Though Puerto Rico has been making headlines for its devastating debt crisis, the island remains the most fascinating of the islands to visit in the Caribbean. It has beaches on both the Atlantic Ocean and the Caribbean Sea, a rainforest, fantastic nightlife in San Juan and an excellent art museum in Ponce, "the noble city".
Ponce Art Museum
Ponce looks like many colonial cities in Latin America, though the sounds and flavors are distinctly Puerto Rican. A short walk from the main plaza is the Ponce Art Museum (Museo de Arte de Ponce). The collection is one of the most important collections of European art in the Americas with works ranging from Renaissance to the 19th century with particular strengths in Baroque and Victorian painting.
The museum was founded on January 3, 1959, by Luis A. Ferré, an industrialist, former governor of Puerto Rico and art collector whose hometown was Ponce. At first, it only displayed 71 paintings from Ferré's personal collection.
The museum as we know it today was originally designed by Edward Durell Stone and is a landmark of mid-1960s architecture. Durell also designed Washington D.C.'s John F. Kennedy Center for the Performing Arts and the controversial building called 2 Columbus Circle which was later altered to become the Museum of Arts & Design (MAD) in New York. In 2010, the Ponce Art Museum completed a renovation that was undertaken in order to show more of its permanent collection.
The Art Collection
The museum has over 4,500 works of art from the ninth century to the present including paintings, sculptures, prints, photographs, drawings, decorative arts, pre-Hispanic and African objects, Puerto Rican folk art, video and sound art. Its collection of Old Masters is particularly impressive and was said by the Financial Times of London to hold "one of the most distinguished private collections in the Western Hemisphere outside the United States." Artists included in the collection are Jusepe di Ribera, Peter Paul Rubens, Lucas Cranach, Eugene Delacroix and Pre-Raphaelite painter Edward Burne-Jones.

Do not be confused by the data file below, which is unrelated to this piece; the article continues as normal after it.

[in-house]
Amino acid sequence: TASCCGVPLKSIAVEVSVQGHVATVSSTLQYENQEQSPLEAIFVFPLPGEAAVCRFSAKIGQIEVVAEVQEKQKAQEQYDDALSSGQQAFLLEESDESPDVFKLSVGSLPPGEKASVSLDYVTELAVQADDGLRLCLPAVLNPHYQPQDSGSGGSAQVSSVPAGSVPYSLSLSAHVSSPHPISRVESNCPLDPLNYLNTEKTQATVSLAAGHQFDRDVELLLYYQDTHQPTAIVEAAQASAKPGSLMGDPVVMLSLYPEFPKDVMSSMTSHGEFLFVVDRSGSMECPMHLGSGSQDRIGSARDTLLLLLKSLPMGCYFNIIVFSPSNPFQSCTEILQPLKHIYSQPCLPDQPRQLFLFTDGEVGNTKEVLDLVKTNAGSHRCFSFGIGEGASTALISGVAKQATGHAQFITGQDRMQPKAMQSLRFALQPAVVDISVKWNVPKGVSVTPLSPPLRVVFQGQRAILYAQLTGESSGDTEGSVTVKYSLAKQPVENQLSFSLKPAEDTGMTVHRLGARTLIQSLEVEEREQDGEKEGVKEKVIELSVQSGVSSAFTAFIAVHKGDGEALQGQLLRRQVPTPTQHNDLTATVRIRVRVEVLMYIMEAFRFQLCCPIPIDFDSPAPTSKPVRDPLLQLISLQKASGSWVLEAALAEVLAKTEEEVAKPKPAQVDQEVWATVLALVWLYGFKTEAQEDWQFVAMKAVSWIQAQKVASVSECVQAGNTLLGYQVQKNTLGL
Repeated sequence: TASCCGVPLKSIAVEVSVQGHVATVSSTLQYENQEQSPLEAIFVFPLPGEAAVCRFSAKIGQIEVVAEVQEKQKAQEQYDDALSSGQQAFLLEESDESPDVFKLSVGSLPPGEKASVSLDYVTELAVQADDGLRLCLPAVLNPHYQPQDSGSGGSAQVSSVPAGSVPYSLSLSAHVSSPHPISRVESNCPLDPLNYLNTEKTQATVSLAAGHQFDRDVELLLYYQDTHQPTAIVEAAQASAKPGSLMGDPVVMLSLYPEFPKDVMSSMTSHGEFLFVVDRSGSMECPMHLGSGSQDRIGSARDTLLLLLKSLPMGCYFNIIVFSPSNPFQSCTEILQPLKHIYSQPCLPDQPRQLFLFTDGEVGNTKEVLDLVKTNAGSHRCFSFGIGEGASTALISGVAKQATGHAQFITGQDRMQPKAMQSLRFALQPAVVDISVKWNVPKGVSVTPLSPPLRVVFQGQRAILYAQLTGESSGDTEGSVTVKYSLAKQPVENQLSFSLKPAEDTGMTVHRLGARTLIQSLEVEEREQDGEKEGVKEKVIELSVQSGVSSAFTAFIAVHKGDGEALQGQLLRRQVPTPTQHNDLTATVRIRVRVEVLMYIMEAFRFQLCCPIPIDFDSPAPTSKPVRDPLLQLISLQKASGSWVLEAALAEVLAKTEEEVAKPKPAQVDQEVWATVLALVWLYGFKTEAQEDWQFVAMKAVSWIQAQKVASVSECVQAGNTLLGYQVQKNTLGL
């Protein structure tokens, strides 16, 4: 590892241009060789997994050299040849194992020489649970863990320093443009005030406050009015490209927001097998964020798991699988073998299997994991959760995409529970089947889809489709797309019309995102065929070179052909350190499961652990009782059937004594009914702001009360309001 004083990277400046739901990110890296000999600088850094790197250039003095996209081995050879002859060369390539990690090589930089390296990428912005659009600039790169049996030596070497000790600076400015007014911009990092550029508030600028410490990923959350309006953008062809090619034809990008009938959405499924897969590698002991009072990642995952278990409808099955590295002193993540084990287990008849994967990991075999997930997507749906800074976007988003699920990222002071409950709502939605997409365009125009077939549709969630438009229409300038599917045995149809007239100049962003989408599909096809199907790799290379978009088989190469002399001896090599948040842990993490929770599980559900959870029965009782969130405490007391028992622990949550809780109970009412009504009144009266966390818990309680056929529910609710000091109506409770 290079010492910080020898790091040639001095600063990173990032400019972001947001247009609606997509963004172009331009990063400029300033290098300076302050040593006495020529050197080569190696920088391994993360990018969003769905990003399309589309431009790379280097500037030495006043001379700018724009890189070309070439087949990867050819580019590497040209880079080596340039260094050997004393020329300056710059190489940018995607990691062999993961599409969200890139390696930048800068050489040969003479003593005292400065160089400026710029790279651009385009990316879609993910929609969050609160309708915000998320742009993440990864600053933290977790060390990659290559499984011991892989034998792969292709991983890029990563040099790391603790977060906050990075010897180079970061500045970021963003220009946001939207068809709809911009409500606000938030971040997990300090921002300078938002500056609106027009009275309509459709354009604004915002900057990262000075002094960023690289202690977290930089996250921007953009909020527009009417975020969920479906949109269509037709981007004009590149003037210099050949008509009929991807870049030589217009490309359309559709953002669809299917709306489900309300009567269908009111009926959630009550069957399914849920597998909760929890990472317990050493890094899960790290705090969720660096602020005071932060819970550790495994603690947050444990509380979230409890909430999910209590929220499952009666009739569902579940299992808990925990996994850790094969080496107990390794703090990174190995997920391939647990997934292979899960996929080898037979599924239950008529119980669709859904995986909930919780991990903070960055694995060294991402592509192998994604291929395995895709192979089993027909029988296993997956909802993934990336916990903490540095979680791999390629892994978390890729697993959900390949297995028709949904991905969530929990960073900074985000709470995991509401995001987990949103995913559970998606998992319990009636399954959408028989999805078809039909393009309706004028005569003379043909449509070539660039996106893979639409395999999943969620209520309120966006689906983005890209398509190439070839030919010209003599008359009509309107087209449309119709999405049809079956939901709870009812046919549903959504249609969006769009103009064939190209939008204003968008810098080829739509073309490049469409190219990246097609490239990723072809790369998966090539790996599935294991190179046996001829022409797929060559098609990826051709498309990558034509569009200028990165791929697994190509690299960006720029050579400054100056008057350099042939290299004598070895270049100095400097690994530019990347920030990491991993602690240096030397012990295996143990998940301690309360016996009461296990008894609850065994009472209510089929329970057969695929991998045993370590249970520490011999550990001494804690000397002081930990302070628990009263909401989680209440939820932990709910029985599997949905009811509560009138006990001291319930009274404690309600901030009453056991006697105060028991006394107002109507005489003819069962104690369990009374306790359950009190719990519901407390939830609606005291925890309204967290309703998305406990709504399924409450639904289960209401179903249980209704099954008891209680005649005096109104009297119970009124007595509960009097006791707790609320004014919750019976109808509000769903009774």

The most famous piece in the collection is undoubtedly "Flaming June" by Frederic Leighton. In 1963, Ferré was on an art-buying trip in Europe and first saw the Victorian painting at The Maas Gallery in London. The collector fell in love with it, but was advised against buying it as it was considered "too old-fashioned." (At this time Victorian art was terribly unpopular.) An image of a sleeping woman in a radiant orange gown embodies the philosophy of "art for art's sake". There is no narrative setting for the image, rather it was created to be a beautiful, sensuous object created only for the pleasure of looking.
Ferré purchased it anyway for only £2,000. The rest is art history. Since then, the painting has been loaned to the Museo del Prado in Madrid, the Tate Britain and the Frick Collection in New York and has been reproduced on countless prints and posters.
Modern legend has it that a young and poor Andrew Lloyd Weber also saw it in the window of The Maas Gallery and asked his grandmother for the funds to purchase it. She said no, confirming the widely held belief at the time that Pre-Raphaelite painters were saccharine and without aesthetic value. Since then, Weber has offered the Ponce Art Museum up to 6 million dollars for the piece, though they are content to keep their treasure for museum visitors only.
Another major highlight of the collection is "The Last Sleep of Arthur in Avalon" the final work of Sir Edward Burne Jones. Also acquired by Ferré for only £1600, this work has also traveled internationally.
Information about Visiting Museo de Arte de Ponce
The Museo de Arte de Ponce has an open-door policy. This policy guarantees residents of Ponce access to the museum regardless of their ability to pay. (See below for suggested admissions prices.)
Ave. Las Americas 2325, Ponce, Puerto Rico 00717-0776
(787) 840-1510 or (toll free) 1-855-600-1510 firstname.lastname@example.org
Wednesday to Monday 10:00 a.m. - 5:00 p.m. Closed Tuesday. Sunday 12:00 p.m. -5:00 p.m.
Members: Free Entrance
Students and senior citizens: $3.00
General Public: $6.00
For groups of 10 or more, please call for reservations: 787-840-1510